Do the Right Thing

Do the Right Thing

A founding partner of Family Practice Associates is Dr. Jeff Foxx. If you are lucky enough for him to be your doctor, you know how intelligent and knowledgeable he is but also what a person of character and integrity he is. So much of what FPA stands for is from him and the personal codes by which he lives. If you have known him long enough, you have probably heard something that he is very fond of saying and that is “Do the right thing.”

When you first hear it, you think, “Of course you do the right thing. That’s a no-brainer.” However, as is often the case with these sorts of simple sounding phrases, there are levels of truth to explore. In some cases, the right thing is that no-brainer and we do it. Then are the times in which other things in our head and heart are blinding us to what is right and we remain stuck. Finally, there are the other situations and decisions in which we know the right thing but struggle to get ourselves to do it and can even find ourselves doing just the opposite. The whole idea of doing the right thing is more complicated than it seems.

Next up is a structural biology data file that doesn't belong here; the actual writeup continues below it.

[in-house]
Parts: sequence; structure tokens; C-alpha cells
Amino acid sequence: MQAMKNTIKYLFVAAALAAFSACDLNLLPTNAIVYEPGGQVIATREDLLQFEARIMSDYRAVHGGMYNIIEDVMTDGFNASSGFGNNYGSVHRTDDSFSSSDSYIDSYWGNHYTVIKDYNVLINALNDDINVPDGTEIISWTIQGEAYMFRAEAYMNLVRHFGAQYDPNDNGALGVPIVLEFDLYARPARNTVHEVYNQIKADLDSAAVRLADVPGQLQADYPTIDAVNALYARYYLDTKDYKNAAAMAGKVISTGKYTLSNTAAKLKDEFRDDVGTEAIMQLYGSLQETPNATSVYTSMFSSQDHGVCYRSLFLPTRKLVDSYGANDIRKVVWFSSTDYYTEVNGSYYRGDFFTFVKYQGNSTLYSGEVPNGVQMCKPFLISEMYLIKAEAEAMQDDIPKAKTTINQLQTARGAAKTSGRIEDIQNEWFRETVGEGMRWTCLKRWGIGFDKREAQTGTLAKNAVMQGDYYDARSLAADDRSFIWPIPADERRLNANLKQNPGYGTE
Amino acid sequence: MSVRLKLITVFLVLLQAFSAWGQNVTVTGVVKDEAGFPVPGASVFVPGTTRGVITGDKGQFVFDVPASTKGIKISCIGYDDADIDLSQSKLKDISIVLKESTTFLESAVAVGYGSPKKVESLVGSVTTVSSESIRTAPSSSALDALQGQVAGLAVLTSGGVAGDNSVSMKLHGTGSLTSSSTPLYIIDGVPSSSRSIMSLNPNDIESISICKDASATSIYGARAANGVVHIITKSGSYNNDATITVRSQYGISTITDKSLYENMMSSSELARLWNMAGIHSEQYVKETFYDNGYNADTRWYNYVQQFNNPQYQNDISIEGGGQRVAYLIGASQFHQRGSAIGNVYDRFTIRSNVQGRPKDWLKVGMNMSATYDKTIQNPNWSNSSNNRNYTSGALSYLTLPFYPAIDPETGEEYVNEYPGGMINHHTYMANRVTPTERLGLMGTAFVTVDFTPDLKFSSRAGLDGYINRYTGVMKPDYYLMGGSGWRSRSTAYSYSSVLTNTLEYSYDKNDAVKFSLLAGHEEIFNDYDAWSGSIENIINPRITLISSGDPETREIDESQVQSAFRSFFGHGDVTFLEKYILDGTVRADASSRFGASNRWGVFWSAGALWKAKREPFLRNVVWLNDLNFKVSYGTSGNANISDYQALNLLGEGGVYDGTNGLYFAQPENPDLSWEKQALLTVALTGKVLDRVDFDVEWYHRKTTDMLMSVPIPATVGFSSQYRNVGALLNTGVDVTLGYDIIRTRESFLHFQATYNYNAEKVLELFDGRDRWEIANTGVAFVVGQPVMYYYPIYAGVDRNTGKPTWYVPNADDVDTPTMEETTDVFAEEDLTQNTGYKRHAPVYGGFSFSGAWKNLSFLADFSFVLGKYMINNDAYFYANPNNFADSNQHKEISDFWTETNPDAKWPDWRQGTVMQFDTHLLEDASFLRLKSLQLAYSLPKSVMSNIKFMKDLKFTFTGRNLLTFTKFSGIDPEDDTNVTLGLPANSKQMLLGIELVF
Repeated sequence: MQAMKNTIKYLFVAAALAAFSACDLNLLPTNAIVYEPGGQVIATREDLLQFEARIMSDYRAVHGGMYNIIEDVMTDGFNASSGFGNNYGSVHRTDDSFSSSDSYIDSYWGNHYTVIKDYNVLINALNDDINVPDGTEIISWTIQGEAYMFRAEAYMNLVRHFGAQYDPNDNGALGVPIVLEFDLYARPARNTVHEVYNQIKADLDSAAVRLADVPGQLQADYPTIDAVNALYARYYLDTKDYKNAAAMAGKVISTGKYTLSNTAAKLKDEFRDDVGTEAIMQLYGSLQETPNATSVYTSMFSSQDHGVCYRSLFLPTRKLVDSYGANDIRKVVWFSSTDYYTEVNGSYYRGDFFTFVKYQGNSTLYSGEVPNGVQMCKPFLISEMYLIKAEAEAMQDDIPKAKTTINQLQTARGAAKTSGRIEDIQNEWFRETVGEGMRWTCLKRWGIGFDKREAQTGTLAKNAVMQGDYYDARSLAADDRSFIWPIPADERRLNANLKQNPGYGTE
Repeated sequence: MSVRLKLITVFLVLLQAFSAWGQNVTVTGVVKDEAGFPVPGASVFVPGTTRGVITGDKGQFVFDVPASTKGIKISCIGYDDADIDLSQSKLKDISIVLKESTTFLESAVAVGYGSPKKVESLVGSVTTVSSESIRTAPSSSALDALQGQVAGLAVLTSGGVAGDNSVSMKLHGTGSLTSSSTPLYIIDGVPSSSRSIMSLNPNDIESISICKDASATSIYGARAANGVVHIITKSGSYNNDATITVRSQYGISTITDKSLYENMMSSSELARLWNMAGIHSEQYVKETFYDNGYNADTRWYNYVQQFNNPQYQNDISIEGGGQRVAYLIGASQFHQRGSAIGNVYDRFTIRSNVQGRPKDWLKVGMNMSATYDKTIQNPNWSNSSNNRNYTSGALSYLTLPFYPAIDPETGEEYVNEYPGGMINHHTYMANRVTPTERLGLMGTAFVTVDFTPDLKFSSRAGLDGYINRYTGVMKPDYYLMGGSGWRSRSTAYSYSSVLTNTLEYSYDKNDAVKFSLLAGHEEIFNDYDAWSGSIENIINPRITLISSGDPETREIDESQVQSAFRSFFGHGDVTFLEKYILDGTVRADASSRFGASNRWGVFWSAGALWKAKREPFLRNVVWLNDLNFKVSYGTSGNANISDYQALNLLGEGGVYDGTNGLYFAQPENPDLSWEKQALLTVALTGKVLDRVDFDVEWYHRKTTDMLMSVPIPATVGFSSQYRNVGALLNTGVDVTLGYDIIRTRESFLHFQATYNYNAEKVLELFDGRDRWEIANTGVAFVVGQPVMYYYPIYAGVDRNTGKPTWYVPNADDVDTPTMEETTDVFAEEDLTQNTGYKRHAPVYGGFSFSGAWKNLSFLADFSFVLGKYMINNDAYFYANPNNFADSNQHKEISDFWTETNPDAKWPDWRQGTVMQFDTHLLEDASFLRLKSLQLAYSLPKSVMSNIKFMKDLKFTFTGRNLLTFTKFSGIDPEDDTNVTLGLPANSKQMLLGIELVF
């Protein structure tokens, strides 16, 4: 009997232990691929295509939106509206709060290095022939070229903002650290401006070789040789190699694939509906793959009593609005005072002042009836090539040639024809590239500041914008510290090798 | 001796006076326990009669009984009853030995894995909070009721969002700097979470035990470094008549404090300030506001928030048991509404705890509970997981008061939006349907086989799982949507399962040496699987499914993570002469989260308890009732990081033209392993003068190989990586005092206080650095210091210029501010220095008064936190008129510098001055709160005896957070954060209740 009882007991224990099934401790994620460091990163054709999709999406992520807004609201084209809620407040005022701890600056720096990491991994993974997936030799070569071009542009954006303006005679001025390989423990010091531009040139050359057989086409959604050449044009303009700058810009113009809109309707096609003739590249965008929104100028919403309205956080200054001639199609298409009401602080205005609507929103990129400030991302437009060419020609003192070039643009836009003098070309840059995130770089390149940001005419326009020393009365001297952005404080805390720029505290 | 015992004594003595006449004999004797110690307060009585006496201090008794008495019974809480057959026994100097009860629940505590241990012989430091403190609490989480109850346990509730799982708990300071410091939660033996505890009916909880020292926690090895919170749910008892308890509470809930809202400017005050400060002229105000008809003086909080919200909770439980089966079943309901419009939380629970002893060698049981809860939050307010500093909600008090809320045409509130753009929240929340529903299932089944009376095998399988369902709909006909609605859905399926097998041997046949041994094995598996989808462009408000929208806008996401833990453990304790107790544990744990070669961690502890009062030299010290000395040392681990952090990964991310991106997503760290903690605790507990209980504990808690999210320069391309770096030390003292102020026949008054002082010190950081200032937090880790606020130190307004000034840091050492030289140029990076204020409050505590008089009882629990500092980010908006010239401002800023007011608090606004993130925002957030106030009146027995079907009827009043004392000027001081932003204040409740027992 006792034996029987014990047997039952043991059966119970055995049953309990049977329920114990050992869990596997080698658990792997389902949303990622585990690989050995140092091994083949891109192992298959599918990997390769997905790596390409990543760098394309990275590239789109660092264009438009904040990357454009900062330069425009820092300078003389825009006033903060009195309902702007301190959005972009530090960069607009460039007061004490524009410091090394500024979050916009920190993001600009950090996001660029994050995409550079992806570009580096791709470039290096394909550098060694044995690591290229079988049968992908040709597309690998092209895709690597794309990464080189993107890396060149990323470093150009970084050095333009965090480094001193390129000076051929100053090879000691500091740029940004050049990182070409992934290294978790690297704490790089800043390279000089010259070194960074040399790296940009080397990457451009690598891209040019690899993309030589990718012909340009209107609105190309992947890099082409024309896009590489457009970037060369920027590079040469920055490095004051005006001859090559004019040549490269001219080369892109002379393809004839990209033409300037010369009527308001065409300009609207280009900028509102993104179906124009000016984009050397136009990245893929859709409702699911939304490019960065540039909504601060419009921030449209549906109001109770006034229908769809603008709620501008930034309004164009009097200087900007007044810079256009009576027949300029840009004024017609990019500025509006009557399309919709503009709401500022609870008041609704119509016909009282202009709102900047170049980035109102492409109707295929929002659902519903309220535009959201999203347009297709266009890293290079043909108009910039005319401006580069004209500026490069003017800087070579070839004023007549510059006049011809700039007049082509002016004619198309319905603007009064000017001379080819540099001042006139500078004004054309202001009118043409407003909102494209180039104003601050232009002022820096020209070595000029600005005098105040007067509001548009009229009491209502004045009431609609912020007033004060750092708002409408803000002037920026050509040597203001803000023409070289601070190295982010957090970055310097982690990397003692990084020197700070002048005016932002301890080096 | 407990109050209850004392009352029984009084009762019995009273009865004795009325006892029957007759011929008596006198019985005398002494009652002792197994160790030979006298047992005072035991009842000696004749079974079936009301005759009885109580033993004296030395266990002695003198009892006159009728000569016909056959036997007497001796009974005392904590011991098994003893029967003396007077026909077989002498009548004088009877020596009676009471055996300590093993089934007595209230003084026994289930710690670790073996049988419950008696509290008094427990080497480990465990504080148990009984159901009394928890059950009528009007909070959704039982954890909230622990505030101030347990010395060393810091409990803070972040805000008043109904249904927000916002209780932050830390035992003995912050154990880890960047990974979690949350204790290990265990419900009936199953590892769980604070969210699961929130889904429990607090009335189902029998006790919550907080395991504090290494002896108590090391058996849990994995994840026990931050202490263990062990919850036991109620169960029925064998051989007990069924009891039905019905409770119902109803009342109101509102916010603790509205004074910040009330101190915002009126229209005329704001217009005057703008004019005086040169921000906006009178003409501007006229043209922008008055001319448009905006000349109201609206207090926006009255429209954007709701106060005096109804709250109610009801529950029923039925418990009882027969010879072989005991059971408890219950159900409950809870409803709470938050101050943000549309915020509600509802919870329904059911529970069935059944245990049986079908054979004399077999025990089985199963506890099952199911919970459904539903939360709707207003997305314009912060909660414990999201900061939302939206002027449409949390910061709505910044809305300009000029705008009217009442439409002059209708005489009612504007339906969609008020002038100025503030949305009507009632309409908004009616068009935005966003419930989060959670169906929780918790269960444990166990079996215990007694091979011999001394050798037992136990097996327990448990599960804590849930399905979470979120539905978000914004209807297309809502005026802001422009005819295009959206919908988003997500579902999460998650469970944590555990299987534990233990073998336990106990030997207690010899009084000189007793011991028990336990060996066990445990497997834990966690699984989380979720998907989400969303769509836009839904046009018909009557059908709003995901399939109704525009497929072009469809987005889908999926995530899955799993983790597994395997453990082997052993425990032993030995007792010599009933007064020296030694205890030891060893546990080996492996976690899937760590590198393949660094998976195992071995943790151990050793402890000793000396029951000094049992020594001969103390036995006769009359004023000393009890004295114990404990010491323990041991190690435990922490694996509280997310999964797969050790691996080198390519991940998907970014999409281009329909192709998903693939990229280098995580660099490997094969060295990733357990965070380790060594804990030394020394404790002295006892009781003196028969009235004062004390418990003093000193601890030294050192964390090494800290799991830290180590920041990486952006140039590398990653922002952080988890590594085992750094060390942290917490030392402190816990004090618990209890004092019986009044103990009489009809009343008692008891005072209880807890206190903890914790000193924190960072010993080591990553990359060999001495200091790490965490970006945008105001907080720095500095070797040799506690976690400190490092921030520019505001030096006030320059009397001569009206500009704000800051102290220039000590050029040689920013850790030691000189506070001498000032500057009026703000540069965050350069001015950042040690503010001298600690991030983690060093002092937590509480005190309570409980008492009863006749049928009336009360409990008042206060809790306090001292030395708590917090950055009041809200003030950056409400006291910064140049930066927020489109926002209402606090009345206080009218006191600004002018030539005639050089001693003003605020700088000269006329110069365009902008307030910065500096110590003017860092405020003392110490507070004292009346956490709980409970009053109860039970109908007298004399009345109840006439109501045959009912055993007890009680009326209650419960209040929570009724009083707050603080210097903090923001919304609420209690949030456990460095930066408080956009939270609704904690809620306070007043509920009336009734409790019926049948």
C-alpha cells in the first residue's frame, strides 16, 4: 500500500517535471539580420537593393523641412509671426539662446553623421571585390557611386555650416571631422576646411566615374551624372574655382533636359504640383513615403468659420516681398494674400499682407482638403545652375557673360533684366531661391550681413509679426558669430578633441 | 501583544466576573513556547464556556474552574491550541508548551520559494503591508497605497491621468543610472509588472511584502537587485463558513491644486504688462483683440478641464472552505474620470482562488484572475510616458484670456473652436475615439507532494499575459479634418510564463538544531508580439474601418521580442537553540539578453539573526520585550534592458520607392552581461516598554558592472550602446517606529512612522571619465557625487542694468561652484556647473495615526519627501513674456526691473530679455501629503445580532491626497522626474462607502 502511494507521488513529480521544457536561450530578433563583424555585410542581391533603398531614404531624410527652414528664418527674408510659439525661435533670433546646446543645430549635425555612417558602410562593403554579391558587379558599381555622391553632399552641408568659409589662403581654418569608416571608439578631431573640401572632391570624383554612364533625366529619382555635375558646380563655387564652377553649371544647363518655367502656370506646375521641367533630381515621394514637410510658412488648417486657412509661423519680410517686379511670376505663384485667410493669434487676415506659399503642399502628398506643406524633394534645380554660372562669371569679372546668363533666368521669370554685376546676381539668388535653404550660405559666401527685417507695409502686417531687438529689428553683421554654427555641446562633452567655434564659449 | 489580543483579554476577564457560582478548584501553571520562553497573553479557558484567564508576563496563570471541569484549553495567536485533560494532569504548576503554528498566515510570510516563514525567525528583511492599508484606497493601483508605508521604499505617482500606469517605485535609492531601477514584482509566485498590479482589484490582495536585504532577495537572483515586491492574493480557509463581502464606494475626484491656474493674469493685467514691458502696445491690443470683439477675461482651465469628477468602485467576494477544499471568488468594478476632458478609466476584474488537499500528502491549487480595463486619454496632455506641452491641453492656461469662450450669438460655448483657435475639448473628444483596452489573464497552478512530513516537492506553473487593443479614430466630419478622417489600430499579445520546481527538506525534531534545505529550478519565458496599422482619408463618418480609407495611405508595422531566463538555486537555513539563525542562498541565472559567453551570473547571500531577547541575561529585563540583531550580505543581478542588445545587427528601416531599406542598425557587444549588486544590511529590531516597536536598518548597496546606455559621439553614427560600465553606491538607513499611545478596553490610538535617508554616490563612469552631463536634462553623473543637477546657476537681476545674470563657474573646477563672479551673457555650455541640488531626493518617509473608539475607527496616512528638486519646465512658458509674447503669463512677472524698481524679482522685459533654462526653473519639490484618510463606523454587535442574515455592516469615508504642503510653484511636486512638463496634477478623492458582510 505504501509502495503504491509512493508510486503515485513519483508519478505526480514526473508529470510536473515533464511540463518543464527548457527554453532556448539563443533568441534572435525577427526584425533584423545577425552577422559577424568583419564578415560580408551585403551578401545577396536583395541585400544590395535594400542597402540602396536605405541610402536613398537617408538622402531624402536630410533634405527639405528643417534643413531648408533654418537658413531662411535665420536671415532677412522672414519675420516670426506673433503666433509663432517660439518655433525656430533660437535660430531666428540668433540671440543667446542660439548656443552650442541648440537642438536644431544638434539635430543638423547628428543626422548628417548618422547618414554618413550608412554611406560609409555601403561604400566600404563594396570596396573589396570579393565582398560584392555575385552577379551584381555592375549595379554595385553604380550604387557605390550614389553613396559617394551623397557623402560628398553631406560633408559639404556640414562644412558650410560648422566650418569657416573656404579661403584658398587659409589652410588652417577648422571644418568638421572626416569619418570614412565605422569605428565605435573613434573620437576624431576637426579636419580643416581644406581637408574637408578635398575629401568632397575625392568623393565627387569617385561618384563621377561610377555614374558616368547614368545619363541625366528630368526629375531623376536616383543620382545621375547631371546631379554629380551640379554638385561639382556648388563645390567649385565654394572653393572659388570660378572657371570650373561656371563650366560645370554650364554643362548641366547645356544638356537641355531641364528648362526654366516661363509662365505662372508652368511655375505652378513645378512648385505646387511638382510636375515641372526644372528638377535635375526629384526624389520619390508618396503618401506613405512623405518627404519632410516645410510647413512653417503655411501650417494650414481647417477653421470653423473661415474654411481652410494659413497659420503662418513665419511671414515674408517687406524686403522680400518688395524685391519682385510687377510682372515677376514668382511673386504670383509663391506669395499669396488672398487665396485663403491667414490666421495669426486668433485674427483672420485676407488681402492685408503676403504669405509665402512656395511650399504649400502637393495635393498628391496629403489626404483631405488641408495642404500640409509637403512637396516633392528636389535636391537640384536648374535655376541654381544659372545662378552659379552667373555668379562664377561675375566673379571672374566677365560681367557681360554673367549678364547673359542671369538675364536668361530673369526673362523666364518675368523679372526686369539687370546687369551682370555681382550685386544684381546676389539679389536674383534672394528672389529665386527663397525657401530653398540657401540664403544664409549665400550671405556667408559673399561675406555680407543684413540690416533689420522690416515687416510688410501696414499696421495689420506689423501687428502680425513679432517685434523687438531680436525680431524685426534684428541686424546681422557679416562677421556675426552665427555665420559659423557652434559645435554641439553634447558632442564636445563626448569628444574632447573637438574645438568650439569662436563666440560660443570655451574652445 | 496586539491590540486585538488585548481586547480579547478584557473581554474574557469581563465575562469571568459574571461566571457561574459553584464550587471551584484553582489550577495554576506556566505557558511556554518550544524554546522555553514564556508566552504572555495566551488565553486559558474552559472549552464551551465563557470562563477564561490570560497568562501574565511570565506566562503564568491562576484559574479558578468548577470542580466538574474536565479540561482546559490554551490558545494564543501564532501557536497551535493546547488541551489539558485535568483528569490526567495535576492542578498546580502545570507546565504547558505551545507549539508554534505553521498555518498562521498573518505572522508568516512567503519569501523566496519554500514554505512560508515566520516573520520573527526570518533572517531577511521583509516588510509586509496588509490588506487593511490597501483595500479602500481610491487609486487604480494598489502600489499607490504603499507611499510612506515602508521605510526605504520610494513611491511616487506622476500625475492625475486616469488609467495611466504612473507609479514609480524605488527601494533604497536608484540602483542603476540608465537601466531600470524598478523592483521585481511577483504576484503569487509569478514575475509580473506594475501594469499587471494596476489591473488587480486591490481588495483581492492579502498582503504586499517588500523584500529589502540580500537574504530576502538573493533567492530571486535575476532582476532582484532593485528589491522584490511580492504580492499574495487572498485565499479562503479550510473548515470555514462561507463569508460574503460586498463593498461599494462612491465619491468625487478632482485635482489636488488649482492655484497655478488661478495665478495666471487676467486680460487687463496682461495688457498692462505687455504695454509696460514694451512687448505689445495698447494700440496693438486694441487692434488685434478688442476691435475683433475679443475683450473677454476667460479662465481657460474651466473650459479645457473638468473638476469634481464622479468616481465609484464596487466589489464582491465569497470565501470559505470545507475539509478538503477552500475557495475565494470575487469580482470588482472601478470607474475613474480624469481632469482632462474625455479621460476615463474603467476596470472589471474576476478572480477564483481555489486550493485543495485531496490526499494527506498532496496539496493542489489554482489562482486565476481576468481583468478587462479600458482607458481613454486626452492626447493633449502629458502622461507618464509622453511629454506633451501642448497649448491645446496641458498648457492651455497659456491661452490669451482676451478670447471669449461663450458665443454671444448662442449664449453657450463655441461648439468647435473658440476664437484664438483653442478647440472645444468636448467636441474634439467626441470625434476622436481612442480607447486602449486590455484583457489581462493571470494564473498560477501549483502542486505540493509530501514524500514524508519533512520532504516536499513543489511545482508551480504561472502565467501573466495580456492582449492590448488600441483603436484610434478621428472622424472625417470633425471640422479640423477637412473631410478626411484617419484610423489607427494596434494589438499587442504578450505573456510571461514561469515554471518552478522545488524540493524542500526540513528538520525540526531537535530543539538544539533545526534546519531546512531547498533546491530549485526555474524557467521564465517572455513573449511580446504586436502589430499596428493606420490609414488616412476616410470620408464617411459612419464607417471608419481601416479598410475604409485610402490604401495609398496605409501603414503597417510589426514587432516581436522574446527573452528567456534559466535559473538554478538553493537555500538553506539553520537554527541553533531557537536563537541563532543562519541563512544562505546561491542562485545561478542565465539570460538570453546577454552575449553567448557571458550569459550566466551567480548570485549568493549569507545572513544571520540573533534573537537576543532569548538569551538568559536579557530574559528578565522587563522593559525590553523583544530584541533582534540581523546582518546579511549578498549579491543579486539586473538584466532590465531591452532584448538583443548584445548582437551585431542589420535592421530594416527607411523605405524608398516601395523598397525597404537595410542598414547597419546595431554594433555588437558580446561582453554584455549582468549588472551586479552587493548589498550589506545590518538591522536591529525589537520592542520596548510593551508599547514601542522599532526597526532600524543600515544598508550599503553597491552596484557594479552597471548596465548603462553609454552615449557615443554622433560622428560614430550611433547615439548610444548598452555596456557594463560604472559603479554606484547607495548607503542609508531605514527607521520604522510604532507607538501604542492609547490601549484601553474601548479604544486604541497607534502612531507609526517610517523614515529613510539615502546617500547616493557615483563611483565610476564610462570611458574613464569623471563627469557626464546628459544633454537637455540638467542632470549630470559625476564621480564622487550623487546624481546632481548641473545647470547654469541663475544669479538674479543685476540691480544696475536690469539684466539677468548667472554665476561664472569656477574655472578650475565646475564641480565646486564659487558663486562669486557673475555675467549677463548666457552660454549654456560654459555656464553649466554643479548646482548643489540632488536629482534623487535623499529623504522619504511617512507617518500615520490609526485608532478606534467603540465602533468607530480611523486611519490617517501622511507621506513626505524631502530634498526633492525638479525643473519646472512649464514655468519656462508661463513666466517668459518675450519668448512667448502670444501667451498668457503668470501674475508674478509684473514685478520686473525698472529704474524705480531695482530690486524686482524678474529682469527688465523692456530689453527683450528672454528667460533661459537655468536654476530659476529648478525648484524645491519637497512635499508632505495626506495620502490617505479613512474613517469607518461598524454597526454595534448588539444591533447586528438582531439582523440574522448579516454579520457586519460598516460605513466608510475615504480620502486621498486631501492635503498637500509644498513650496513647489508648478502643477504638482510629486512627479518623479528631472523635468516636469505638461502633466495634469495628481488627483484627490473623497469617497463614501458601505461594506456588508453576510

I want to focus just a bit on the third one and that is the one in which the right thing to do is clear but we struggle with getting ourselves to do it. When I confront people about this dynamic, I often ask if they knew someone in their situation, what they would advise that other person to do. Without fail, their advice would be to do the thing that they themselves are resisting.

I get it. A complicated mix of fear, low self-esteem, denial, and good old-fashioned stubbornness are burned so deeply into many of us that what seems like a simple course from the outside looking in is often a tangle of mixed emotions that leave us frozen in our tracks. Trust me when I say that I’ve been there and I’ve done that.

Like many of the things I write about in my blog, the message is simple to say but difficult to follow. I can only ask for your own sake that you do the things you know you need to do. Eat better. Drink less, Exercise more. Get your physical. Apologize to that one you’ve hurt. Accept the apology of someone who has tried to mend things with you. Reach out to that relative that you’ve kept at arm’s length for all these months and forgive them. Practice your faith more. Get more sleep. Turn off the TV, social media, or video game sooner. Close your mouth and open your eyes and ears more. Speak up and advocate for yourself. Social distance. Wear your mask when you go out in public. Whatever those right things are, please do them. You will make Dr. Foxx so proud!